Green Tea and Humor

Green Tea and Humor
Researchers at Kao Corp (Japan) found that the equivalent of about four cups of green tea a day resulted in up to 24% increase in endurance performance. The proposed mechanism is stimulation of fatty acid use for energy during exercise. Interesting stuff, but there’s reason to be somewhat skeptical. The rate of improvement being so high suggests that not-particularly-fit subjects began the study. (Do you believe that with no changes in your training other than drinking green tea, you’d be able to run an extra 6+ miles past the end of a raced marathon?) Still, green tea is good, so… Something to consider. Original research reported in the online edition of the American Journal of Physiology-Regulatory, Integrative and Comparative Physiology, 27 January 2005 (from ScienceDaily).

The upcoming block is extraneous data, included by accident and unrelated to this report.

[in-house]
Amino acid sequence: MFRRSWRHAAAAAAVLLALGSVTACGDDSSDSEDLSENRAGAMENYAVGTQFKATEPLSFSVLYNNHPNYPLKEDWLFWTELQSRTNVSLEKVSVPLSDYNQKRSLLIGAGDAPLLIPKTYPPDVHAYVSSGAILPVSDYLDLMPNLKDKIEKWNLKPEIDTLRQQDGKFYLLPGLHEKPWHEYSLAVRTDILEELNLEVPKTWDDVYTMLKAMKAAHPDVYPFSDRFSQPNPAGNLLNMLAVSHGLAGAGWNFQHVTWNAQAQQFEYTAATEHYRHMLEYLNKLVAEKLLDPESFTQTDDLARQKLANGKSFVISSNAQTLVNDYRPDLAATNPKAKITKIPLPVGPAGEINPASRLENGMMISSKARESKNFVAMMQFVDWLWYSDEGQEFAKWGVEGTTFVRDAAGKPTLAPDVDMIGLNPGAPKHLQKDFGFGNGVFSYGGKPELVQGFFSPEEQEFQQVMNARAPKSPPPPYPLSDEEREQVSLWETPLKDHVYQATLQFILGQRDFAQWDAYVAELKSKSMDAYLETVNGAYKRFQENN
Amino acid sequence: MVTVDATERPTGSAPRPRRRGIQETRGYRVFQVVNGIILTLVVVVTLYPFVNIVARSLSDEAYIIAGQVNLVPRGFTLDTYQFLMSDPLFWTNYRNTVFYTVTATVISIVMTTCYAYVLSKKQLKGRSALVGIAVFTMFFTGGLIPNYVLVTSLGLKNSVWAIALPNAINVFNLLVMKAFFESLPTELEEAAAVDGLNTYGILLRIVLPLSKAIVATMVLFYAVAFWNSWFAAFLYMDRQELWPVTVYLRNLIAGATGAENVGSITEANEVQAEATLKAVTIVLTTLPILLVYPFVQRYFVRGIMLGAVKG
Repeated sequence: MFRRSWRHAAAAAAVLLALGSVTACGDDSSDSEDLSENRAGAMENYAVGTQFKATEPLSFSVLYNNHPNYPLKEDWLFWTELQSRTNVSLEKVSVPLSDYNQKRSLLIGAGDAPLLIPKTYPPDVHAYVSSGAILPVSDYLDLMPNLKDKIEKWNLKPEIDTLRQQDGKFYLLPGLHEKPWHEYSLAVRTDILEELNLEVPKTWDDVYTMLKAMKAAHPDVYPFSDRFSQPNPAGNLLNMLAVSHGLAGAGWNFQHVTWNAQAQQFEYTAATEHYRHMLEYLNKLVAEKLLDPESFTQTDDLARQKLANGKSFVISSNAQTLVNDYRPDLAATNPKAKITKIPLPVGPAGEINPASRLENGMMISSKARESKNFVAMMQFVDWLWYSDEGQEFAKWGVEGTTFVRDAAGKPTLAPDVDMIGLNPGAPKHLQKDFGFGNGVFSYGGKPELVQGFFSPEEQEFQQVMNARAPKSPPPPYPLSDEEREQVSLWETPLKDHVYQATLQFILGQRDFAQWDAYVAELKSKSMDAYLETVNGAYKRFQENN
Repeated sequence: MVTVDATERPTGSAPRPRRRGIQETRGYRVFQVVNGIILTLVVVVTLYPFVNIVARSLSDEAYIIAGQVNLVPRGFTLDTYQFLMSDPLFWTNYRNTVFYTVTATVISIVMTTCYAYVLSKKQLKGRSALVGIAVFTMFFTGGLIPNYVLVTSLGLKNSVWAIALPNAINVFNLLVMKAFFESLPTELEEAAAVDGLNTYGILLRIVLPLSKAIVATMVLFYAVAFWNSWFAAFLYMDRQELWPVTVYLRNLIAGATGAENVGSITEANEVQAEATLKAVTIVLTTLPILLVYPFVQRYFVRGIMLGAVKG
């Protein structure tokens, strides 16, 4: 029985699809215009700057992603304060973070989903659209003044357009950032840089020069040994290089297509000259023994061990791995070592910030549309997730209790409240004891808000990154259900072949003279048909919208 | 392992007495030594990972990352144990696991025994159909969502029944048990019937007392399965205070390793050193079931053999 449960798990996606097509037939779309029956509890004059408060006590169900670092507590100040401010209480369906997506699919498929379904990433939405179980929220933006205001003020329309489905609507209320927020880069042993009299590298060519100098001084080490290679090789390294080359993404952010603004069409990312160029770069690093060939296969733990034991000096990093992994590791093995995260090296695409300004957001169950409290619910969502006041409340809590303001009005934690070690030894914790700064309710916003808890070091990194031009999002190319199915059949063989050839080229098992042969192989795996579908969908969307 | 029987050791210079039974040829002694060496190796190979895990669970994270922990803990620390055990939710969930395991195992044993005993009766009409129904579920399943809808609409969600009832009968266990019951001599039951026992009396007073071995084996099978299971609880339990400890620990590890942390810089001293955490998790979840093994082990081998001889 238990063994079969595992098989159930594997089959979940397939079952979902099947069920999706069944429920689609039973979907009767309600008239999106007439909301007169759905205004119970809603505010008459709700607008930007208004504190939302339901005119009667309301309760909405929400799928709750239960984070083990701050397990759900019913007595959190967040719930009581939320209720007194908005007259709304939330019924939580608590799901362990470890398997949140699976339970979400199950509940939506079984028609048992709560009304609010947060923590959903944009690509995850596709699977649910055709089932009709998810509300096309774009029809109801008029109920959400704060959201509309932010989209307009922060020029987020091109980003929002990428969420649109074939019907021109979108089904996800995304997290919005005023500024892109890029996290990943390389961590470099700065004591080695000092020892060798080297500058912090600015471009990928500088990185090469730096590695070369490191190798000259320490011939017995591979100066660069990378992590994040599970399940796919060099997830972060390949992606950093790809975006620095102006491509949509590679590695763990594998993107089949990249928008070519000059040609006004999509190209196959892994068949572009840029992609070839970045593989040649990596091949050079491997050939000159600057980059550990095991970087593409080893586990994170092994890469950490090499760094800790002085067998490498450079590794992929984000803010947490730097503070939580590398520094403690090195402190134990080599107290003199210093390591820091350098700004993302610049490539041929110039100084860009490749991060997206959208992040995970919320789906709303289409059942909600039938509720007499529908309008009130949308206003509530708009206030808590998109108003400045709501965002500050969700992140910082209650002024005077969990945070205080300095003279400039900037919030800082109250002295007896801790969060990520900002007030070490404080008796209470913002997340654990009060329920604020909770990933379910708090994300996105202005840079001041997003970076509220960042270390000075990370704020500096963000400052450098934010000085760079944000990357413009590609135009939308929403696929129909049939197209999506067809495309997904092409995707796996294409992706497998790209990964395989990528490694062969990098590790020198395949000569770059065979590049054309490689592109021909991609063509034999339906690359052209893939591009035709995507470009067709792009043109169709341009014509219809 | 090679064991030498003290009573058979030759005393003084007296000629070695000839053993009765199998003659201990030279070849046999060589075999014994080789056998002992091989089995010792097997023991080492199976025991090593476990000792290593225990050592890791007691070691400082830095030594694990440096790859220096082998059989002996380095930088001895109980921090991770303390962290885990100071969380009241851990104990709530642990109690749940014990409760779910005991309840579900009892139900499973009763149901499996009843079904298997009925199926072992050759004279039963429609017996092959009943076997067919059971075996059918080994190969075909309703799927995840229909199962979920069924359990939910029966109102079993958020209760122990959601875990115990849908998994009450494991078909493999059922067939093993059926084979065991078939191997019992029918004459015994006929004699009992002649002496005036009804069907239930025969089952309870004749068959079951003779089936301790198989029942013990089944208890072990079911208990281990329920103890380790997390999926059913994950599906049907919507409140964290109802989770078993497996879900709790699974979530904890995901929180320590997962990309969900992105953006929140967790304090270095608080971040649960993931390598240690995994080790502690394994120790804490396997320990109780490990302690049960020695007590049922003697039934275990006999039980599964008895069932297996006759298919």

Meanwhile, at Texas A&M, David Rosen and collegues found exposure to a 15-minute comedy video caused subjects who subsequently filled out a questionnaire to show significantly higher levels of hope. The proposed mechanism here is the competitive inhibition of negative thoughts with positive ones, which sounds nice and is so vague as to be kind of amazing. (Think about trying to come up with a non-circular definition of “negative thoughts.”) But what the heck – maybe negative thoughts are like art and (famously) pornography – we know them when we see them. In any event, these two guys walked into a bar – the third guy ducked. Original research in Intl. J. Humor Research. (2/11)

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